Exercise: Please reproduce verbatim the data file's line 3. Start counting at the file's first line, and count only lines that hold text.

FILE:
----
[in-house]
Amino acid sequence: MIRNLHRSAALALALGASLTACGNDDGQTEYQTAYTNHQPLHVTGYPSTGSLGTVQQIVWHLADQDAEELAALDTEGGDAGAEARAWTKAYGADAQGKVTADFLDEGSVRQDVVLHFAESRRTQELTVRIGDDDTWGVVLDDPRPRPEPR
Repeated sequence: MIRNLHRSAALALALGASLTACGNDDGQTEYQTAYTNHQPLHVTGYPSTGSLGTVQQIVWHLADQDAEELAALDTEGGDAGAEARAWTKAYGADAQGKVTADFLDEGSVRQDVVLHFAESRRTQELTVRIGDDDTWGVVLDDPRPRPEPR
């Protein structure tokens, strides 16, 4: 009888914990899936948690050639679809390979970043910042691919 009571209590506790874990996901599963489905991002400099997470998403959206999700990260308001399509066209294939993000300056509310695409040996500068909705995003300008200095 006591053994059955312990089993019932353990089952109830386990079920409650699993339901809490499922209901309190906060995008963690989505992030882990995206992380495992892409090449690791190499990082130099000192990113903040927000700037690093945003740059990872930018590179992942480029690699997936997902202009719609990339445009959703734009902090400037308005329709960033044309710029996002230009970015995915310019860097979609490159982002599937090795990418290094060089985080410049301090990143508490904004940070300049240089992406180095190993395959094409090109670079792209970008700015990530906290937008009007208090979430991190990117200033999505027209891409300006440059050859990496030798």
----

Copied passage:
Repeated sequence: MIRNLHRSAALALALGASLTACGNDDGQTEYQTAYTNHQPLHVTGYPSTGSLGTVQQIVWHLADQDAEELAALDTEGGDAGAEARAWTKAYGADAQGKVTADFLDEGSVRQDVVLHFAESRRTQELTVRIGDDDTWGVVLDDPRPRPEPR